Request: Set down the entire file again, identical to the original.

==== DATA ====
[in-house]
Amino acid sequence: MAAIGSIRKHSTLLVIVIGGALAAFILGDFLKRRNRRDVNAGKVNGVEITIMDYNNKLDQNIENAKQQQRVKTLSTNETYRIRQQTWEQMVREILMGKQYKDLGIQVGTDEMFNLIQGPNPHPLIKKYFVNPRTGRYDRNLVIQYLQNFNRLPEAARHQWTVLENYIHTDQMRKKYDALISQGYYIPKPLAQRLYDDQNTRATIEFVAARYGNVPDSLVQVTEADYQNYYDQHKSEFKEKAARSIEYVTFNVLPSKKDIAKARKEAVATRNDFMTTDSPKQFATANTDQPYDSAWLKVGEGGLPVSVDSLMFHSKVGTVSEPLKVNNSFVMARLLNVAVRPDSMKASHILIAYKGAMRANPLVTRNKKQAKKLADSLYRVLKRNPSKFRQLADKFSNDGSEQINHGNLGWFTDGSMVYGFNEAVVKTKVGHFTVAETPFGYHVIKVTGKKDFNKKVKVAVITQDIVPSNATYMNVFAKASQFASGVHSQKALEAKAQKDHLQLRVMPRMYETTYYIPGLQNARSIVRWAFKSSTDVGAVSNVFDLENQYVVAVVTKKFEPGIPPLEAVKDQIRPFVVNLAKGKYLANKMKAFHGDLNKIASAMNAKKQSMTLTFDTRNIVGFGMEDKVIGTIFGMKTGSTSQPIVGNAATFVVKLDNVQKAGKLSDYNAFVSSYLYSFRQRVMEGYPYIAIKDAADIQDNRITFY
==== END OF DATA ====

[in-house]
Amino acid sequence: MAAIGSIRKHSTLLVIVIGGALAAFILGDFLKRRNRRDVNAGKVNGVEITIMDYNNKLDQNIENAKQQQRVKTLSTNETYRIRQQTWEQMVREILMGKQYKDLGIQVGTDEMFNLIQGPNPHPLIKKYFVNPRTGRYDRNLVIQYLQNFNRLPEAARHQWTVLENYIHTDQMRKKYDALISQGYYIPKPLAQRLYDDQNTRATIEFVAARYGNVPDSLVQVTEADYQNYYDQHKSEFKEKAARSIEYVTFNVLPSKKDIAKARKEAVATRNDFMTTDSPKQFATANTDQPYDSAWLKVGEGGLPVSVDSLMFHSKVGTVSEPLKVNNSFVMARLLNVAVRPDSMKASHILIAYKGAMRANPLVTRNKKQAKKLADSLYRVLKRNPSKFRQLADKFSNDGSEQINHGNLGWFTDGSMVYGFNEAVVKTKVGHFTVAETPFGYHVIKVTGKKDFNKKVKVAVITQDIVPSNATYMNVFAKASQFASGVHSQKALEAKAQKDHLQLRVMPRMYETTYYIPGLQNARSIVRWAFKSSTDVGAVSNVFDLENQYVVAVVTKKFEPGIPPLEAVKDQIRPFVVNLAKGKYLANKMKAFHGDLNKIASAMNAKKQSMTLTFDTRNIVGFGMEDKVIGTIFGMKTGSTSQPIVGNAATFVVKLDNVQKAGKLSDYNAFVSSYLYSFRQRVMEGYPYIAIKDAADIQDNRITFY